This is a candid half hour with a man who was already one of the biggest directors in the world, but who also has many successes in front of him. It’s a great conversation with which to cap off your afternoon.

[The Playlist]

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(author unknown)

Theme from The Conversation by David Shire from The Conversation Original Motion Picture Soundtrack (1974, Intrada)

track #1

“…He’d kill us if he had the chance.”

(via jessiethejazz:)

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By JAMES ESTRIN

Haunted by memories of his father's long hospitalization for depression, Johan Willner turned his childhood visions into photographic tableaux.

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(author unknown)

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Original author: 
Mark Frauenfelder

Watching the video about Luiz, the adorable boy who explained why he didn't want to eat octopus, gave me the same feeling as the beautiful ending of Black Orpheus, which is one of the best movie endings ever. It's not really a spoiler either, so enjoy it then watch the entire movie when you can.

    

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Original author: 
Russ Fischer

act-of-killing-trailer-header

I know no one who has emerged unscathed from The Act of Killing. The film might be one of the strangest ever made, as it forces men to confront their actions by recreating them in movie form. But these aren’t just any men — they’re guys like Anwar Congo who, as death squad leaders during the “Thirtieth of September Movement,” staged a coup d’etat in Indonesia in 1965, and then committed genocide through an anti-Communist purge.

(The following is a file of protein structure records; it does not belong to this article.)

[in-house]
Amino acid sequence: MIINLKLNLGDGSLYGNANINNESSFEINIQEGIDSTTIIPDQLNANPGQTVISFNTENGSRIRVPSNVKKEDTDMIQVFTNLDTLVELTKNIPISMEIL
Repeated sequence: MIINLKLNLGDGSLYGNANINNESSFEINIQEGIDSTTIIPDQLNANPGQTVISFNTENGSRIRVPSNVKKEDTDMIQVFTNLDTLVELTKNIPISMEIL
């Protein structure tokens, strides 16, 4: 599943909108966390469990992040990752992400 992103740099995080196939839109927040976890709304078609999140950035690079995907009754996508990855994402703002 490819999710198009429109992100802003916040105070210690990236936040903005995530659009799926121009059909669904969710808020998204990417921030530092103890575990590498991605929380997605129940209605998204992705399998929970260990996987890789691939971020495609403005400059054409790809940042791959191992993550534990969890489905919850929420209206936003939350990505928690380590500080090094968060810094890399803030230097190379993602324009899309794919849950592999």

Estimates of the death toll vary widely, from 80,000 to one million. By any standard, these are heinous crimes. ”War crimes are declared by the winners,” Anwar Congo says, before happily proclaiming “I’m the winner!”

Today Anwar and other death squad leaders have not been tried as criminals; rather, they hold positions of some social standing. The Act of Killing features their full cooperation. It invites the death squad leaders to recreate their actions as genre movies — westerns, musicals, and so on — and in so doing bring their past back to life. The trailer below shows you some of the effect, and even in this abbreviated form it is deeply chilling.

The Act of Killing hits limited theaters on July 19. Apple has the trailer.

In this chilling and inventive documentary, executive produced by Errol Morris (The Fog Of War) and Werner Herzog (Grizzly Man), the filmmakers examine a country where death squad leaders are celebrated as heroes, challenging them to reenact their real-life mass killings in the style of the American movies they love. The hallucinatory result is a cinematic fever dream, an unsettling journey deep into the imaginations of mass murderers and the shockingly banal regime of corruption and impunity they inhabit. Shaking audiences at the 2012 Toronto and Telluride Film Festivals, The Act of Killing is an unprecedented film and, according to the Los Angeles Times, “could well change how you view the documentary form.”